Turkey summons Chinese ambassador over response to Uighur claims

(Re-leads with summoning of Chinese ambassador)

Turkey’s foreign ministry on Tuesday summoned the Chinese ambassador to Ankara following social media posts responding to opposition politicians, who had criticized Beijing’s treatment of Uighurs, a Turkic predominantly Muslim ethnic group, Sözcü newspaper reported.

“The Xinjiang Uighur Autonomous Region is an inseparable part of Chinese soil,” the embassy said on Twitter earlier on Tuesday, after Ankara’s opposition mayor Mansur Yavaş and centre-right nationalist Good Party (İYİ) leader Meral Akşener took to Twitter to commemorate a 1990 massacre against the Uighurs.

The social media posts of Akşener and Yavaş challenge the sovereignty and territorial integrity of China, the embassy said, adding, “The Chinese side reserves its legitimate right to respond.”

Yavaş and Akşener on Monday commemorated the Baren massacre, where 50 people were killed when armed police put down a demonstration against Chinese rule by 3,000 Uighur Muslims.

The incident was the beginning of an intensified crackdown on the country’s Muslim minority. At least one million Uighurs have been interned since 2017 in over 80 camps in China’s autonomous northwestern Xinxiang region. China denies reports of genocide against Uighurs and says the camps are part of a re-education programme.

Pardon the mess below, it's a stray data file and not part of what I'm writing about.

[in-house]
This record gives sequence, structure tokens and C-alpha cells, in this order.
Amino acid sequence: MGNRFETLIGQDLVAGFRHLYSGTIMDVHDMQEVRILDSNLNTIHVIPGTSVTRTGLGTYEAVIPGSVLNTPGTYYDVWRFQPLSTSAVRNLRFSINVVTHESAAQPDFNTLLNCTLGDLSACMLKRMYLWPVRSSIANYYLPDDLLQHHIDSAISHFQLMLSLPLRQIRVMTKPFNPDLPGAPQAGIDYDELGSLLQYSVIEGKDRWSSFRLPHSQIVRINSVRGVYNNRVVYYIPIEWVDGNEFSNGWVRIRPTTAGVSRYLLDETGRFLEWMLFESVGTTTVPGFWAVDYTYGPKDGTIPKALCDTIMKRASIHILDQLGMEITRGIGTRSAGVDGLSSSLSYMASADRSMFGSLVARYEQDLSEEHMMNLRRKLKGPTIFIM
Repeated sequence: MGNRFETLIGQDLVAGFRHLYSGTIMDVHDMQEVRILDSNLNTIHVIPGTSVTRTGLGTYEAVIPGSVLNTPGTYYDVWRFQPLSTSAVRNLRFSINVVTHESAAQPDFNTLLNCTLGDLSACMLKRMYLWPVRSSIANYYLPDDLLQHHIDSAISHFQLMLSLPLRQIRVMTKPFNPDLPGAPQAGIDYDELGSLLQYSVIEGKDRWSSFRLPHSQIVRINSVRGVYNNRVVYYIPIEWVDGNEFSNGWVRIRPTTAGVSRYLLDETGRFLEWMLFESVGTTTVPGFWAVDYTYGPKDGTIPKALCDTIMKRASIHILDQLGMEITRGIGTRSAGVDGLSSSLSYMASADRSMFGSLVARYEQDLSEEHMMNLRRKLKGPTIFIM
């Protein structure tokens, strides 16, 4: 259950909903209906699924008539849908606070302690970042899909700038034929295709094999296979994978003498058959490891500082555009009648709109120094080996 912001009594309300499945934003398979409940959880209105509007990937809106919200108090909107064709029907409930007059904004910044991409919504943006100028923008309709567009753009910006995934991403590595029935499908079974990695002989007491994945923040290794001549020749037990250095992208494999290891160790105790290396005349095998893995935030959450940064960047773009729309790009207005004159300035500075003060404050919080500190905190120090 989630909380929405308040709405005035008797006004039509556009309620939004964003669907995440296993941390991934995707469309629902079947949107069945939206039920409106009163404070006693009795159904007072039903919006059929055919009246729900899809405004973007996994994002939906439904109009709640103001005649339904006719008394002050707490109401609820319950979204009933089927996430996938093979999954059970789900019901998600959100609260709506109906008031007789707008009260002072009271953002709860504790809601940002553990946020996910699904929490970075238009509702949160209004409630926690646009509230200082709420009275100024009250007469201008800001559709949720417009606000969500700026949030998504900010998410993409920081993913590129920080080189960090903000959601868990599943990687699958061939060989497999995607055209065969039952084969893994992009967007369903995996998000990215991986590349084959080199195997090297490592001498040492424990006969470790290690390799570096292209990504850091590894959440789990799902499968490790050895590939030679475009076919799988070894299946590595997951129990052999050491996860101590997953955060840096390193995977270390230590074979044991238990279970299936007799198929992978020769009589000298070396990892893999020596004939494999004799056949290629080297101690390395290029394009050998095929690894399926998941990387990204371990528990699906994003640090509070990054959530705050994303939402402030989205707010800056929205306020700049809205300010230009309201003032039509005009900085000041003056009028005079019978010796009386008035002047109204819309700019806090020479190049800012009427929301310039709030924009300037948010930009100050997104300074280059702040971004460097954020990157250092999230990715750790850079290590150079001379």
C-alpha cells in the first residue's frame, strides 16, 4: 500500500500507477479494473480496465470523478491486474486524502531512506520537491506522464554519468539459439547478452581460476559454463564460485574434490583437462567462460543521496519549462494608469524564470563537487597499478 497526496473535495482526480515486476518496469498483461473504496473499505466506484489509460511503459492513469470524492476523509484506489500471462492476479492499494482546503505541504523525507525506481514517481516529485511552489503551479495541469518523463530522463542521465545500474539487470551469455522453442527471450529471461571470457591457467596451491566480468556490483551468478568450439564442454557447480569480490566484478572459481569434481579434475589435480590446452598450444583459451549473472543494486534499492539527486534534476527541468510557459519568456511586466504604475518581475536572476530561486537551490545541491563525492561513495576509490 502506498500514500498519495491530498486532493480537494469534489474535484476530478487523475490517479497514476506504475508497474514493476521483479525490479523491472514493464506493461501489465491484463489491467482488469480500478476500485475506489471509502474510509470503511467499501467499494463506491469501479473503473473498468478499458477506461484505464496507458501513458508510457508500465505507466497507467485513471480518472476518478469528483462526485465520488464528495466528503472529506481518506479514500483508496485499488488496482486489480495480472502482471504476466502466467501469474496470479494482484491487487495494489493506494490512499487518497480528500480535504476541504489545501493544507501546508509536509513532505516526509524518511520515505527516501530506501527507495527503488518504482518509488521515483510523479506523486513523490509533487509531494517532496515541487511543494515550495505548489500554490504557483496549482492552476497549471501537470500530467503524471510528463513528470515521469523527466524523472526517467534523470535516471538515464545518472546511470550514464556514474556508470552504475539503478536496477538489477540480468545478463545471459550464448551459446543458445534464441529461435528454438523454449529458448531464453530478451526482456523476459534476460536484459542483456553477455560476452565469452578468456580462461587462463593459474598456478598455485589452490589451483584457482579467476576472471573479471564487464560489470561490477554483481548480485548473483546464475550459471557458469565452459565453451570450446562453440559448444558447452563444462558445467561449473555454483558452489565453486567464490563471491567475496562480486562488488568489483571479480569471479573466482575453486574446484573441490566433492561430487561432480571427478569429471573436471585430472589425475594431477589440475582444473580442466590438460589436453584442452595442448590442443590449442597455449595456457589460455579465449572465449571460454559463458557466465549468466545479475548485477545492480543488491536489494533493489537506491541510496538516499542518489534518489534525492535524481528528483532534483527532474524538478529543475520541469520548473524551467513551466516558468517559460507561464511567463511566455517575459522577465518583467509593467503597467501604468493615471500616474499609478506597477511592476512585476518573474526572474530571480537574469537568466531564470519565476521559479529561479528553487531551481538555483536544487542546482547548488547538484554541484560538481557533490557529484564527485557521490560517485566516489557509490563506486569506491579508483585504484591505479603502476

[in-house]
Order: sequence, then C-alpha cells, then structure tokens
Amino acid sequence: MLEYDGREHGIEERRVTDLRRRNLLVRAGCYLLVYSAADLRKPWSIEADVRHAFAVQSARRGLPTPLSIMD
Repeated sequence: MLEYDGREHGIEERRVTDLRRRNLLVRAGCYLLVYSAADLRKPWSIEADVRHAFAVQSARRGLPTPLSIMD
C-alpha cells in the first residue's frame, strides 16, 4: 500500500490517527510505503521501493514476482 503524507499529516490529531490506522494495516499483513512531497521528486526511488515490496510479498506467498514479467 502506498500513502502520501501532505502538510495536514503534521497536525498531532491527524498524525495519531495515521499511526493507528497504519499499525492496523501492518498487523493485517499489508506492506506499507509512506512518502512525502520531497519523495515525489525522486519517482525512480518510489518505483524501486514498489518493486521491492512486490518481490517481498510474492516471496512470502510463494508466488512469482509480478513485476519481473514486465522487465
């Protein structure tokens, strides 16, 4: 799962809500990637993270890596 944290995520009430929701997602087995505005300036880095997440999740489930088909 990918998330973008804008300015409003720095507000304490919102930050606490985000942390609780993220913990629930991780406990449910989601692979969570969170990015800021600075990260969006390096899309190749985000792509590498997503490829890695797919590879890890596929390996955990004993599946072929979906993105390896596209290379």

Akşener on Monday vowed not to remain silent in the face of oppression faced by the Uighurs, saying that East Turkestan, now Xinjiang province, would “one day be free”, while Yavaş said the Baren massacre was felt with the same grief as 31 years ago.

Turkey is home to one of the largest Uighur diaspora communities, who have held regular protests outside the Chinese Embassy in Ankara and the Chinese Consulate in Istanbul.

Ankara previously sought to champion the rights of Uighurs in China, with Turkish President Recep Tayyip Erdoğan in 2019 describing the minority’s persecution as “genocide”.

But Turkish officials have done a U-turn on the issue in recent years to avoid damaging increasingly important economic relations with Beijing.